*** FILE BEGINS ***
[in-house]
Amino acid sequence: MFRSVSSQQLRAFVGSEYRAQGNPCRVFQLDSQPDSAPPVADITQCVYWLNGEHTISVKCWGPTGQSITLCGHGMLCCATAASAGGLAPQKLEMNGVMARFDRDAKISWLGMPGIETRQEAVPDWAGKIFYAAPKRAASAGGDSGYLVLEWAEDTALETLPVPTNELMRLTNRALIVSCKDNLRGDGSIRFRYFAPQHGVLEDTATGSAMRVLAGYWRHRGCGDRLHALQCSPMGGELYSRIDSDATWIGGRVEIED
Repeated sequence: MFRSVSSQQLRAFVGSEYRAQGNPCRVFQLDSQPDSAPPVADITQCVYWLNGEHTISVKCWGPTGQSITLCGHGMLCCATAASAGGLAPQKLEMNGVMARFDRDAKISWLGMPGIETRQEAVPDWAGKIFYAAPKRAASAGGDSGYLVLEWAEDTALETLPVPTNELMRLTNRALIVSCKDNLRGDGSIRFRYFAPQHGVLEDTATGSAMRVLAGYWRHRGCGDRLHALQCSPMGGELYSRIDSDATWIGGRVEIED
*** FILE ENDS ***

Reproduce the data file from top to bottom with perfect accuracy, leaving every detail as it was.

[in-house]
Amino acid sequence: MFRSVSSQQLRAFVGSEYRAQGNPCRVFQLDSQPDSAPPVADITQCVYWLNGEHTISVKCWGPTGQSITLCGHGMLCCATAASAGGLAPQKLEMNGVMARFDRDAKISWLGMPGIETRQEAVPDWAGKIFYAAPKRAASAGGDSGYLVLEWAEDTALETLPVPTNELMRLTNRALIVSCKDNLRGDGSIRFRYFAPQHGVLEDTATGSAMRVLAGYWRHRGCGDRLHALQCSPMGGELYSRIDSDATWIGGRVEIED
Repeated sequence: MFRSVSSQQLRAFVGSEYRAQGNPCRVFQLDSQPDSAPPVADITQCVYWLNGEHTISVKCWGPTGQSITLCGHGMLCCATAASAGGLAPQKLEMNGVMARFDRDAKISWLGMPGIETRQEAVPDWAGKIFYAAPKRAASAGGDSGYLVLEWAEDTALETLPVPTNELMRLTNRALIVSCKDNLRGDGSIRFRYFAPQHGVLEDTATGSAMRVLAGYWRHRGCGDRLHALQCSPMGGELYSRIDSDATWIGGRVEIED